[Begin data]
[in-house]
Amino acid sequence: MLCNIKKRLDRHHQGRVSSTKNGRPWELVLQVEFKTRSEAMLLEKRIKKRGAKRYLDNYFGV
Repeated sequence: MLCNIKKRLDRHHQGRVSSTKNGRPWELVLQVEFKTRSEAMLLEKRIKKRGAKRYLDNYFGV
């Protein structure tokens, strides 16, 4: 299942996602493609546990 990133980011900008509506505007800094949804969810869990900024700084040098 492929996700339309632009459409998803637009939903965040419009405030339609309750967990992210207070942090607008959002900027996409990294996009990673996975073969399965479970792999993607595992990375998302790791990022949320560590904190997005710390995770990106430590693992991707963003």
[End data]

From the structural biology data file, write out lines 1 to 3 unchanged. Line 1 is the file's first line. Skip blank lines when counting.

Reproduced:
[in-house]
Amino acid sequence: MLCNIKKRLDRHHQGRVSSTKNGRPWELVLQVEFKTRSEAMLLEKRIKKRGAKRYLDNYFGV
Repeated sequence: MLCNIKKRLDRHHQGRVSSTKNGRPWELVLQVEFKTRSEAMLLEKRIKKRGAKRYLDNYFGV